hide

Read Next

Nine out of Ten

Eight years ago, I lived in a house that we called Project Hollywood. A group of the four best pickup artists in the world-- and me-- rented out Dean Martin's old house on Sunset Blvd. in Los Angeles. This was a big deal in the pickup community, and it spawned clones all over the world. One such copycat was Project San Francisco, six hours away from LA. Mystery and I drove up there one day to check it out.

We were both immediately stunned with how well Project San Francisco was run. We were shown to our guest beds, given guest sets of keys, and guest towels. The whole house was clean and well organized. Our house, on the other hand, was chaotic. It was usually a mess and no one really took responsibility for anything beyond their own bedrooms. Generally it was only clean if someone had a girl coming over that he wanted to impress-- and then he cleaned it himself.

The tour through the house continued, and I commented on how clean everything was. In response, I heard the magic words: "Yeah, we try to keep it a nine out of ten at all times".

What an idea! Who would ever admit that they tried to complete something only to ninety percent? Eight years later, I'm still in love with the idea of nine out of ten.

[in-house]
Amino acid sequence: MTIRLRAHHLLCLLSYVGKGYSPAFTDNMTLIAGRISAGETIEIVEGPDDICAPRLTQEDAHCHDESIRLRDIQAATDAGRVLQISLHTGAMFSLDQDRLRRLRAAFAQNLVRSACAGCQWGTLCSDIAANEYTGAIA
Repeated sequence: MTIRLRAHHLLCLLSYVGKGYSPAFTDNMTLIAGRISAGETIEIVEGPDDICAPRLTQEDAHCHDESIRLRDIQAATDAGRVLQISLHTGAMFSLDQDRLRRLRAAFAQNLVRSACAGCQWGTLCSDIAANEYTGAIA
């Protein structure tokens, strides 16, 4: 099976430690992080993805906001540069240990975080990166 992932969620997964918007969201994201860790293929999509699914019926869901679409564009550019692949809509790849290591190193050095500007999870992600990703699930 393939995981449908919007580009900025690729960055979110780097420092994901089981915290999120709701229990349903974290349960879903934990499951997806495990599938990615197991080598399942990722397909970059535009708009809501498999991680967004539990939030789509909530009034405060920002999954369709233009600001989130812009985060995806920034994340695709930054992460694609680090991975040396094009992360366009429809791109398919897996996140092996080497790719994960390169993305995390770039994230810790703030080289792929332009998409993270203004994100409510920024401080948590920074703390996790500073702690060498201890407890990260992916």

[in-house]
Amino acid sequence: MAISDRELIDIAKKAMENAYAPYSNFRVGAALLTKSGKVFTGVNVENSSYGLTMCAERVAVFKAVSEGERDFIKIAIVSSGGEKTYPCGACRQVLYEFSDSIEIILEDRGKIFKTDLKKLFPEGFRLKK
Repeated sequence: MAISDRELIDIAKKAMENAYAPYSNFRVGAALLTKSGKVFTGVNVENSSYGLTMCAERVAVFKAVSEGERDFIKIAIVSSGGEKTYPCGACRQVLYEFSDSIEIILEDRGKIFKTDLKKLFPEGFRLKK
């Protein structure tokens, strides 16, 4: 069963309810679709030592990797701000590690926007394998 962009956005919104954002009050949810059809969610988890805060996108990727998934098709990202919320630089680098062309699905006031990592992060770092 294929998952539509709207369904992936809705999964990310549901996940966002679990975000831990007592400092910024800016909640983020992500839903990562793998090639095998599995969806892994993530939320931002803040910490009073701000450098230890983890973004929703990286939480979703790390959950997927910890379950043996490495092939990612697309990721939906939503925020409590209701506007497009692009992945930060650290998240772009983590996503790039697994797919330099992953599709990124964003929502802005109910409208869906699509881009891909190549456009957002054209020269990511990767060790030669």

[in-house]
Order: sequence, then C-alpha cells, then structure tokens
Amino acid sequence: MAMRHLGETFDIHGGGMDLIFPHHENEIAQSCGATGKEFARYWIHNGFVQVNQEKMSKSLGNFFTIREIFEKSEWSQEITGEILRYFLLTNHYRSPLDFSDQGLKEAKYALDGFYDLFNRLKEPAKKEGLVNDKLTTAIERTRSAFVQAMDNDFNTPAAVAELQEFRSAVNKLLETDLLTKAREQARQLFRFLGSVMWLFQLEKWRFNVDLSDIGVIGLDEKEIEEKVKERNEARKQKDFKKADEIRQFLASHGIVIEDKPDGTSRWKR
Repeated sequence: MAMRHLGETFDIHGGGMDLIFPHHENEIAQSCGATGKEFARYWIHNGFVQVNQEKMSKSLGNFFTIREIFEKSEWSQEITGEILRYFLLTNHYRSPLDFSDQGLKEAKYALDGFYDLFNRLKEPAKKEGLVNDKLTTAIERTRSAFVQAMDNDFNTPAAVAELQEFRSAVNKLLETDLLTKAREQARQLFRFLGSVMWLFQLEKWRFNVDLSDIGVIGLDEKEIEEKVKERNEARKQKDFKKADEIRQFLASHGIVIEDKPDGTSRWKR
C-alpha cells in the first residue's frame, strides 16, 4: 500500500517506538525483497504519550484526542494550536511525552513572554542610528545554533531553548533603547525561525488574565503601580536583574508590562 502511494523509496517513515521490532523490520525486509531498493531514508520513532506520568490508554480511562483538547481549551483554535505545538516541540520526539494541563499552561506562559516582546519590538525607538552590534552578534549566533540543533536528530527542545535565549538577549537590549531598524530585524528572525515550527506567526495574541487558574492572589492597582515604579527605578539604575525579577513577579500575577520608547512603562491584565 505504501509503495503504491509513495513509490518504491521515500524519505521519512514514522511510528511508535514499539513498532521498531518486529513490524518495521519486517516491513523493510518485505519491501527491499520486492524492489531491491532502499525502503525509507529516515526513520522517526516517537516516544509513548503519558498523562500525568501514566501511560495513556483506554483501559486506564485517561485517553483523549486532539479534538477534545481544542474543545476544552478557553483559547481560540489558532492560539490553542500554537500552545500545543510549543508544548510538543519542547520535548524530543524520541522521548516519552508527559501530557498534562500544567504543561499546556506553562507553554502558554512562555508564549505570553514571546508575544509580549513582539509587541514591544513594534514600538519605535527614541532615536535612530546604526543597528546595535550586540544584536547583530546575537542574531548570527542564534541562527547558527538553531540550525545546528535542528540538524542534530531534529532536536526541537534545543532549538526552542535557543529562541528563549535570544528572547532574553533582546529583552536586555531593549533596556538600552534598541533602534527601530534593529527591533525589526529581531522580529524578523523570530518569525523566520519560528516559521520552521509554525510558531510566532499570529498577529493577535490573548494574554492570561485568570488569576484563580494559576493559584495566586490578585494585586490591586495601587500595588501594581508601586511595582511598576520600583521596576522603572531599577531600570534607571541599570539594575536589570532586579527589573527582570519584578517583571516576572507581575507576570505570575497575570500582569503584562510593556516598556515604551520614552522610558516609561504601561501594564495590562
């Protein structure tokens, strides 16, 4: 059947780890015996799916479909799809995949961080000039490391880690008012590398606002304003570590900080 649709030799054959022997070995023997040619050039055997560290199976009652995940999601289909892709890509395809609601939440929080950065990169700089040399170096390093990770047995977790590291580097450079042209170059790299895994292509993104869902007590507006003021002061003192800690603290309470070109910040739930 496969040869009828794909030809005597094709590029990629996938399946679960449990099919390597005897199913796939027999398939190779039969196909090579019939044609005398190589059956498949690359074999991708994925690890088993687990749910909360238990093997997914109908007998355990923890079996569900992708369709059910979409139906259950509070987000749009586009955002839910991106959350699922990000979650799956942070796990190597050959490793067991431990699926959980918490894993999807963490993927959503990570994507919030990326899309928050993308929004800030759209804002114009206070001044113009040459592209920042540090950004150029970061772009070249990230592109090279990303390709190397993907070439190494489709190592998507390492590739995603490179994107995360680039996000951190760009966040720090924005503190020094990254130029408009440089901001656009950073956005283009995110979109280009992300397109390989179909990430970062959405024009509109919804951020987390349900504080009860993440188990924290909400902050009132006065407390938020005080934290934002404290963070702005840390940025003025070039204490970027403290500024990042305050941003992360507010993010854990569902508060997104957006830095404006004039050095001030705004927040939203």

Balancing Act

On Made of Metaphors

I've been thinking a lot about balance lately. I keep catching myself treating it like a state, a way that things can be: "Everything is in balance." It's an alluring fantasy, especially when I'm stressed because I can look forward to some future where I've done all the work and things are in balance and the stress is all gone.

Except in the real, dynamic world, balance doesn't work that way. Balance is not a state of being. Balance is an activity. When you walk on a tightrope, you are never balanced; you are always balancing.

Maybe this seems obvious to you, intellectually, like saying "life's a journey, not a destination." But I always catch myself treating balance like it's a state, and I bet you do, too.

What motivates your actions? When something seems out of balance, and you are working to change it, is your motivation the underlying itch of "Just this last thing..."? I do this all the time. At work I'll see a situation that is on fire and I'll start working to put that fire out. Nothing wrong with that. But if I meditate a little bit to really see my underlying feelings, I see impatience, aggravation, and a sense of reaching, stretching out and grasping at some imaginary future where this fire is out and I can finally rest. Deep down there's a part of me that is looking forward to everything being balanced so I can take a deep breath and exhale and all the tension will leave my body and I'll finally be at peace.

Rendering New Theme...